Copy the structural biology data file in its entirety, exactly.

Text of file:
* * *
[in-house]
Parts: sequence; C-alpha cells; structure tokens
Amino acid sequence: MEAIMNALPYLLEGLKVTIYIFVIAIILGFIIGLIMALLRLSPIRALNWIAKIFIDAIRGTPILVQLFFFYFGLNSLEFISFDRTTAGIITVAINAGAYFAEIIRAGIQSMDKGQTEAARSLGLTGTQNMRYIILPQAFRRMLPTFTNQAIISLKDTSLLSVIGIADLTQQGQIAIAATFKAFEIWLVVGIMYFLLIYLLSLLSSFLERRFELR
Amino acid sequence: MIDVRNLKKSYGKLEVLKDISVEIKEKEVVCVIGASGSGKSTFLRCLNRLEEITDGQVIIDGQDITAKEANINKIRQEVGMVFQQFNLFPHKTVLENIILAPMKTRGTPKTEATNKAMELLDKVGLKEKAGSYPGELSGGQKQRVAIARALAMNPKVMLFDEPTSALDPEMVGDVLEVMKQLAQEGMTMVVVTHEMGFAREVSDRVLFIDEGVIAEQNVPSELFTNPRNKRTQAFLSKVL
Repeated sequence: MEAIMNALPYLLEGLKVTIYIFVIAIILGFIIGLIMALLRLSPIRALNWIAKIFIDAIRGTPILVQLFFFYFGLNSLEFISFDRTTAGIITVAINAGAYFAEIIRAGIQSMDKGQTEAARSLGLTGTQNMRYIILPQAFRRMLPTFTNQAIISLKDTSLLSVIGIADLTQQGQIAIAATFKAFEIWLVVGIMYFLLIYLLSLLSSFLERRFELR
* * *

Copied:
[in-house]
Parts: sequence; C-alpha cells; structure tokens
Amino acid sequence: MEAIMNALPYLLEGLKVTIYIFVIAIILGFIIGLIMALLRLSPIRALNWIAKIFIDAIRGTPILVQLFFFYFGLNSLEFISFDRTTAGIITVAINAGAYFAEIIRAGIQSMDKGQTEAARSLGLTGTQNMRYIILPQAFRRMLPTFTNQAIISLKDTSLLSVIGIADLTQQGQIAIAATFKAFEIWLVVGIMYFLLIYLLSLLSSFLERRFELR
Amino acid sequence: MIDVRNLKKSYGKLEVLKDISVEIKEKEVVCVIGASGSGKSTFLRCLNRLEEITDGQVIIDGQDITAKEANINKIRQEVGMVFQQFNLFPHKTVLENIILAPMKTRGTPKTEATNKAMELLDKVGLKEKAGSYPGELSGGQKQRVAIARALAMNPKVMLFDEPTSALDPEMVGDVLEVMKQLAQEGMTMVVVTHEMGFAREVSDRVLFIDEGVIAEQNVPSELFTNPRNKRTQAFLSKVL
Repeated sequence: MEAIMNALPYLLEGLKVTIYIFVIAIILGFIIGLIMALLRLSPIRALNWIAKIFIDAIRGTPILVQLFFFYFGLNSLEFISFDRTTAGIITVAINAGAYFAEIIRAGIQSMDKGQTEAARSLGLTGTQNMRYIILPQAFRRMLPTFTNQAIISLKDTSLLSVIGIADLTQQGQIAIAATFKAFEIWLVVGIMYFLLIYLLSLLSSFLERRFELR